I don’t hate capitalism, but I wouldn’t say I like being bombarded by constant ads that make me feel like I need to buy more to be happy. We are living in a world where capitalism feeds on growth, and growth feeds on us to spend more. We are told we are not good enough. The constant noise of advertisements inside my head is overwhelming.
There are differing opinions on the impact of capitalism and growth. Some believe capitalism encourages innovation and investment, which is necessary for economic growth. However, others, including myself, believe capitalism can lead to inequality and environmental degradation, hindering long-term growth.
The relationship between capitalism and growth is complex, with various factors influencing it, such as government policies, market regulation, and social values. Nonetheless, we can learn from nature that growth is not always constant, and adaptation is essential for survival. Trees lose their leaves in the winter, animals hibernate, and some creatures shed their fur and feathers. We can draw inspiration from nature to balance growth and sustainability.
How did minimalism Start?
It all started from a design and lifestyle movement focusing on simplicity, functionality, and reducing clutter. The term minimalism was first coined in the 1960s by the art critic Richard Wollheim, who used it to describe a style of art characterised by simple geometric forms and a lack of decoration.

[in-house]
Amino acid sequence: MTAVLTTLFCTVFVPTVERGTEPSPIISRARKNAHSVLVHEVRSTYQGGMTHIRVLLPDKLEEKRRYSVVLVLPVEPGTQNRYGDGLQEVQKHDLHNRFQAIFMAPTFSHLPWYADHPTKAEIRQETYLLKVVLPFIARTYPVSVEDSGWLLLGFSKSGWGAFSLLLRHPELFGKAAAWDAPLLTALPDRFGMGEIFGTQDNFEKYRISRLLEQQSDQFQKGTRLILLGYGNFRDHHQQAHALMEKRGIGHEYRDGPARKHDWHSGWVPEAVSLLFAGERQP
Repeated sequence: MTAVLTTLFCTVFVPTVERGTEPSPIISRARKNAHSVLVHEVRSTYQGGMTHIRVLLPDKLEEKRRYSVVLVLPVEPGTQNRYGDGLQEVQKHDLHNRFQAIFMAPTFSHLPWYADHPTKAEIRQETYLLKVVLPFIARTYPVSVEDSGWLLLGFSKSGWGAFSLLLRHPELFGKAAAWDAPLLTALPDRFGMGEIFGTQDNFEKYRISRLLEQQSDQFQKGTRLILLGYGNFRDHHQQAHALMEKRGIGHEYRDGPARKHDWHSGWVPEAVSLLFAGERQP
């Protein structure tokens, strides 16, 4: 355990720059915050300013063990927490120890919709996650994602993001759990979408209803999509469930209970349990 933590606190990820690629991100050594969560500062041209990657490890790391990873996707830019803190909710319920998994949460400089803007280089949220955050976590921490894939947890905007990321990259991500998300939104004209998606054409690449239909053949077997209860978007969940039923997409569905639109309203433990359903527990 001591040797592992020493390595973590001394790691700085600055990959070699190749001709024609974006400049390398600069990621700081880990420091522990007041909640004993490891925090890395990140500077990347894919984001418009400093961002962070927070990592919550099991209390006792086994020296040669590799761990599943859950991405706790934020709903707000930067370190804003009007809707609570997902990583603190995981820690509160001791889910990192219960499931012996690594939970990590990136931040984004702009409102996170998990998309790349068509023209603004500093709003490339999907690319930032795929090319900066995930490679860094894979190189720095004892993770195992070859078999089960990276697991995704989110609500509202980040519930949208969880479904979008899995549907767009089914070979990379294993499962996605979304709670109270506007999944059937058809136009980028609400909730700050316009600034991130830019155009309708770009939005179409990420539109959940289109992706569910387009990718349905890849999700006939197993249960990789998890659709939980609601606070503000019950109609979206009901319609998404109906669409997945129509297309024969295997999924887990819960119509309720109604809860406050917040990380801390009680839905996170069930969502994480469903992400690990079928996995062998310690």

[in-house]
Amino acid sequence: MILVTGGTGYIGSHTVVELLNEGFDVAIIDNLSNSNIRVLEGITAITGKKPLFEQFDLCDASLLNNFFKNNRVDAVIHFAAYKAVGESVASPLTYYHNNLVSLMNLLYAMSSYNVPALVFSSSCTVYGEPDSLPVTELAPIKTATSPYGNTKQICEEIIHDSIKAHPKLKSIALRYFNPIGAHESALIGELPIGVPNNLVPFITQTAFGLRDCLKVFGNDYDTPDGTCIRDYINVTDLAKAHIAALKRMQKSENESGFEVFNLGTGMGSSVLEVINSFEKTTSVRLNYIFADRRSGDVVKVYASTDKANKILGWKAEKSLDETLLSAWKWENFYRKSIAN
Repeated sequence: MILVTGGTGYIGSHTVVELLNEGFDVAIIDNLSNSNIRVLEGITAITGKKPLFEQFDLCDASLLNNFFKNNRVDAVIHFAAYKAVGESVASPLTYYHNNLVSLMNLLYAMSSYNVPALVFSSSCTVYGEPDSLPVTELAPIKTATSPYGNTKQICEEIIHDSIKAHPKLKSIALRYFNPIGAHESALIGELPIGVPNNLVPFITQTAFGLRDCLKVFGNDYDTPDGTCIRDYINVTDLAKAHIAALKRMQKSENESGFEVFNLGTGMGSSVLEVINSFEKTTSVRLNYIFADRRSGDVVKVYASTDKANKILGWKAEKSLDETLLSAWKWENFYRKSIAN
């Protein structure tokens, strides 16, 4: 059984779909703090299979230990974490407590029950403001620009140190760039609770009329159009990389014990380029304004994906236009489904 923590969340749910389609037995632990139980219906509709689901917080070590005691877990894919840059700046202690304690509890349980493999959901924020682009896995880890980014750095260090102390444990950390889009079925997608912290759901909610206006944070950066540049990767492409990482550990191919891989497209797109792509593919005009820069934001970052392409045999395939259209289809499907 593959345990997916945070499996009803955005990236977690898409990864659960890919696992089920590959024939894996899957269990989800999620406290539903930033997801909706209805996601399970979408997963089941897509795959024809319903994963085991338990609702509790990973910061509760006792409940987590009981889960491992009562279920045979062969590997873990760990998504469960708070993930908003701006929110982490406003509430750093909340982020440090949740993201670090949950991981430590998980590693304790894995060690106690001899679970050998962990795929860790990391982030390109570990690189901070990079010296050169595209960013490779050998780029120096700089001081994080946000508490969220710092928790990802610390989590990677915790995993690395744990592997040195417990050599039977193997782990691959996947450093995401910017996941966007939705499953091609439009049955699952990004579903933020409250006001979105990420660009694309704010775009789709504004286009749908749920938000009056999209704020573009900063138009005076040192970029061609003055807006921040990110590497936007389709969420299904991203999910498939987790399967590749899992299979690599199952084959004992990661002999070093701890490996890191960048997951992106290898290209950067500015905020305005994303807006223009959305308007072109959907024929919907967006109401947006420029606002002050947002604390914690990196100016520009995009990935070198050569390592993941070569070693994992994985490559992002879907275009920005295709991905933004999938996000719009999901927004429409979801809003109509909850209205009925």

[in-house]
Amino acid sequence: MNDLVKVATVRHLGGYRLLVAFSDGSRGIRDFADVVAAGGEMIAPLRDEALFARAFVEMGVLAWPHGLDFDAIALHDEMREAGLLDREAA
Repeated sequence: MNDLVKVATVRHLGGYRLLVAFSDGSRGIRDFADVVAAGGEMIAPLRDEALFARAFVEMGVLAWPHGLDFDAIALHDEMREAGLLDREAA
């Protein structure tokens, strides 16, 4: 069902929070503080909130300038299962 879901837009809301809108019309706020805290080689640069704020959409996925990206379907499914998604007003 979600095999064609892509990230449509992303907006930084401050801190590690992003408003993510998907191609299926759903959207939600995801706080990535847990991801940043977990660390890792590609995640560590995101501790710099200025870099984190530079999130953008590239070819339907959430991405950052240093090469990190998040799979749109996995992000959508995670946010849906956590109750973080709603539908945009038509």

However, the concept of minimalism can be traced back much further, to the early 20th century and the work of artists such as Kazimir Malevich and Piet Mondrian, who sought to strip art down to its most basic elements.
Today, minimalism has become a popular trend in interior design, fashion, and even personal finance, with many people embracing the idea of living with less to focus on what truly matters.
By reducing clutter and simplifying one’s surroundings, individuals can focus on what truly matters and experience greater contentment.
In 2011, researchers used fMRI and other measures to show that decluttering improves focus, processing, and productivity.